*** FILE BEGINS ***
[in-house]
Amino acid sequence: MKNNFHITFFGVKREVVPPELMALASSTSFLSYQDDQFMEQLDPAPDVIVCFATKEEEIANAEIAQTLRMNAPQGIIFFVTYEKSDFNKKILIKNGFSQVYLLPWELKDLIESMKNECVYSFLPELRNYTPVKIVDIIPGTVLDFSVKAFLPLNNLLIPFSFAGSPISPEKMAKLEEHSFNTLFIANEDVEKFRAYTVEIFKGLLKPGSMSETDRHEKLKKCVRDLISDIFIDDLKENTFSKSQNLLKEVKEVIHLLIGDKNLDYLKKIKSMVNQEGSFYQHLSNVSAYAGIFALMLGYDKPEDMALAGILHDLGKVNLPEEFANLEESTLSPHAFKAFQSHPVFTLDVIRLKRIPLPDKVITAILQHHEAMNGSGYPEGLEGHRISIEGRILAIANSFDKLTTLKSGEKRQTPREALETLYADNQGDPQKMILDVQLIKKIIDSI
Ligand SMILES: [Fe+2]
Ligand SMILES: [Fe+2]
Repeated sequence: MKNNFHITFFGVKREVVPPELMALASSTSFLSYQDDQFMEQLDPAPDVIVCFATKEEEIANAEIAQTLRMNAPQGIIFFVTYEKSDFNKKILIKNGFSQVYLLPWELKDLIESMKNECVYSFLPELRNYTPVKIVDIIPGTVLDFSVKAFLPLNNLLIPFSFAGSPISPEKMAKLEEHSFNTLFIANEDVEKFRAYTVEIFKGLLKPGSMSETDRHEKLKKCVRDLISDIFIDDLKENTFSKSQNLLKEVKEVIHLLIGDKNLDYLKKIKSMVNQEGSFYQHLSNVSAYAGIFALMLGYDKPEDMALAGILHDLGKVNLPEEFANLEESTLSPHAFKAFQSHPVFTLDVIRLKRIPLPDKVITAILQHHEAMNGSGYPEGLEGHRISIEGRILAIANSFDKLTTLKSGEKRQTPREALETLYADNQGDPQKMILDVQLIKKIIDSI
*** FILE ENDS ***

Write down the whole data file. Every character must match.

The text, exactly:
[in-house]
Amino acid sequence: MKNNFHITFFGVKREVVPPELMALASSTSFLSYQDDQFMEQLDPAPDVIVCFATKEEEIANAEIAQTLRMNAPQGIIFFVTYEKSDFNKKILIKNGFSQVYLLPWELKDLIESMKNECVYSFLPELRNYTPVKIVDIIPGTVLDFSVKAFLPLNNLLIPFSFAGSPISPEKMAKLEEHSFNTLFIANEDVEKFRAYTVEIFKGLLKPGSMSETDRHEKLKKCVRDLISDIFIDDLKENTFSKSQNLLKEVKEVIHLLIGDKNLDYLKKIKSMVNQEGSFYQHLSNVSAYAGIFALMLGYDKPEDMALAGILHDLGKVNLPEEFANLEESTLSPHAFKAFQSHPVFTLDVIRLKRIPLPDKVITAILQHHEAMNGSGYPEGLEGHRISIEGRILAIANSFDKLTTLKSGEKRQTPREALETLYADNQGDPQKMILDVQLIKKIIDSI
Ligand SMILES: [Fe+2]
Ligand SMILES: [Fe+2]
Repeated sequence: MKNNFHITFFGVKREVVPPELMALASSTSFLSYQDDQFMEQLDPAPDVIVCFATKEEEIANAEIAQTLRMNAPQGIIFFVTYEKSDFNKKILIKNGFSQVYLLPWELKDLIESMKNECVYSFLPELRNYTPVKIVDIIPGTVLDFSVKAFLPLNNLLIPFSFAGSPISPEKMAKLEEHSFNTLFIANEDVEKFRAYTVEIFKGLLKPGSMSETDRHEKLKKCVRDLISDIFIDDLKENTFSKSQNLLKEVKEVIHLLIGDKNLDYLKKIKSMVNQEGSFYQHLSNVSAYAGIFALMLGYDKPEDMALAGILHDLGKVNLPEEFANLEESTLSPHAFKAFQSHPVFTLDVIRLKRIPLPDKVITAILQHHEAMNGSGYPEGLEGHRISIEGRILAIANSFDKLTTLKSGEKRQTPREALETLYADNQGDPQKMILDVQLIKKIIDSI